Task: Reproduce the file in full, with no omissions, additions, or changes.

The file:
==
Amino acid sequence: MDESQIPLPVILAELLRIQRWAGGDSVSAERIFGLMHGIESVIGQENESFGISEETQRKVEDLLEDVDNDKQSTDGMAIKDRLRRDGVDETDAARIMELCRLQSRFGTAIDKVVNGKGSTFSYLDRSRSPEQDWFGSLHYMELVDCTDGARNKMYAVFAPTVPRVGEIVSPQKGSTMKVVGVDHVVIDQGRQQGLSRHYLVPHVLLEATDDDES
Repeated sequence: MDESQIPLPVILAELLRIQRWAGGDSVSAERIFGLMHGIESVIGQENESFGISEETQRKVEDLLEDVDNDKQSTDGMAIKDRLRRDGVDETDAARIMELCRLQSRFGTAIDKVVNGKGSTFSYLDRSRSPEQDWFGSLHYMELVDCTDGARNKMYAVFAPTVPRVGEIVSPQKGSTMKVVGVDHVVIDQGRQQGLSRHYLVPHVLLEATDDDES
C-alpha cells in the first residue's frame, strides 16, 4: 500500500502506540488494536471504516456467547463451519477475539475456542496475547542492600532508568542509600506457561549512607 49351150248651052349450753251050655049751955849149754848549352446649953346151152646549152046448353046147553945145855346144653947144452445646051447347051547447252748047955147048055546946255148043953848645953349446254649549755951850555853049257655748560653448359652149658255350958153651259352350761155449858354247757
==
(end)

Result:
Amino acid sequence: MDESQIPLPVILAELLRIQRWAGGDSVSAERIFGLMHGIESVIGQENESFGISEETQRKVEDLLEDVDNDKQSTDGMAIKDRLRRDGVDETDAARIMELCRLQSRFGTAIDKVVNGKGSTFSYLDRSRSPEQDWFGSLHYMELVDCTDGARNKMYAVFAPTVPRVGEIVSPQKGSTMKVVGVDHVVIDQGRQQGLSRHYLVPHVLLEATDDDES
Repeated sequence: MDESQIPLPVILAELLRIQRWAGGDSVSAERIFGLMHGIESVIGQENESFGISEETQRKVEDLLEDVDNDKQSTDGMAIKDRLRRDGVDETDAARIMELCRLQSRFGTAIDKVVNGKGSTFSYLDRSRSPEQDWFGSLHYMELVDCTDGARNKMYAVFAPTVPRVGEIVSPQKGSTMKVVGVDHVVIDQGRQQGLSRHYLVPHVLLEATDDDES
C-alpha cells in the first residue's frame, strides 16, 4: 500500500502506540488494536471504516456467547463451519477475539475456542496475547542492600532508568542509600506457561549512607 49351150248651052349450753251050655049751955849149754848549352446649953346151152646549152046448353046147553945145855346144653947144452445646051447347051547447252748047955147048055546946255148043953848645953349446254649549755951850555853049257655748560653448359652149658255350958153651259352350761155449858354247757